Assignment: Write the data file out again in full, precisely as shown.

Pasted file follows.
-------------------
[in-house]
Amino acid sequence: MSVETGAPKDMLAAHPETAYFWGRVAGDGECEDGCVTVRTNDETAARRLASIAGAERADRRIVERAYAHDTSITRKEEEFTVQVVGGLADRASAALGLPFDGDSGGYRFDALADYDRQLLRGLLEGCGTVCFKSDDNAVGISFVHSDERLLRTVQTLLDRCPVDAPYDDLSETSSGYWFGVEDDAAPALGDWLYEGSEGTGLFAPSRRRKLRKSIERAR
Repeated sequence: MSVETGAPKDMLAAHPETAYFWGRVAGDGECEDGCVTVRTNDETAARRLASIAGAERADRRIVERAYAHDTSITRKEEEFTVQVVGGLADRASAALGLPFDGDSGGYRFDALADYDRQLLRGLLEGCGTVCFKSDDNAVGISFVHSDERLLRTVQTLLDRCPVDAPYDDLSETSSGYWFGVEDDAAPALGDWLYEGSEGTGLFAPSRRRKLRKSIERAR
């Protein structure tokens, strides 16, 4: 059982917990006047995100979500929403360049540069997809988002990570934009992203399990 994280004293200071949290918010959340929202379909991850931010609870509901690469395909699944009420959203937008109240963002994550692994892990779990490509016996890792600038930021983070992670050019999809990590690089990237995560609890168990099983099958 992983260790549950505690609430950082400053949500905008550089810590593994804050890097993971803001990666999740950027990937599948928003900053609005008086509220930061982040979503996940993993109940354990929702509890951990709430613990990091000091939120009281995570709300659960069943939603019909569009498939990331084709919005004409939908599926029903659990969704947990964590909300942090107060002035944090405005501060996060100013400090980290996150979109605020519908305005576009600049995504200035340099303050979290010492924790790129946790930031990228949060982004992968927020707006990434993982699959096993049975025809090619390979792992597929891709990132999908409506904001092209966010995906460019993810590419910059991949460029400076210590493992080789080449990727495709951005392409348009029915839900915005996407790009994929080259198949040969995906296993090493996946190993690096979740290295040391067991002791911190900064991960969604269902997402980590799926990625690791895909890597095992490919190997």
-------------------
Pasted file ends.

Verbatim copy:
[in-house]
Amino acid sequence: MSVETGAPKDMLAAHPETAYFWGRVAGDGECEDGCVTVRTNDETAARRLASIAGAERADRRIVERAYAHDTSITRKEEEFTVQVVGGLADRASAALGLPFDGDSGGYRFDALADYDRQLLRGLLEGCGTVCFKSDDNAVGISFVHSDERLLRTVQTLLDRCPVDAPYDDLSETSSGYWFGVEDDAAPALGDWLYEGSEGTGLFAPSRRRKLRKSIERAR
Repeated sequence: MSVETGAPKDMLAAHPETAYFWGRVAGDGECEDGCVTVRTNDETAARRLASIAGAERADRRIVERAYAHDTSITRKEEEFTVQVVGGLADRASAALGLPFDGDSGGYRFDALADYDRQLLRGLLEGCGTVCFKSDDNAVGISFVHSDERLLRTVQTLLDRCPVDAPYDDLSETSSGYWFGVEDDAAPALGDWLYEGSEGTGLFAPSRRRKLRKSIERAR
């Protein structure tokens, strides 16, 4: 059982917990006047995100979500929403360049540069997809988002990570934009992203399990 994280004293200071949290918010959340929202379909991850931010609870509901690469395909699944009420959203937008109240963002994550692994892990779990490509016996890792600038930021983070992670050019999809990590690089990237995560609890168990099983099958 992983260790549950505690609430950082400053949500905008550089810590593994804050890097993971803001990666999740950027990937599948928003900053609005008086509220930061982040979503996940993993109940354990929702509890951990709430613990990091000091939120009281995570709300659960069943939603019909569009498939990331084709919005004409939908599926029903659990969704947990964590909300942090107060002035944090405005501060996060100013400090980290996150979109605020519908305005576009600049995504200035340099303050979290010492924790790129946790930031990228949060982004992968927020707006990434993982699959096993049975025809090619390979792992597929891709990132999908409506904001092209966010995906460019993810590419910059991949460029400076210590493992080789080449990727495709951005392409348009029915839900915005996407790009994929080259198949040969995906296993090493996946190993690096979740290295040391067991002791911190900064991960969604269902997402980590799926990625690791895909890597095992490919190997």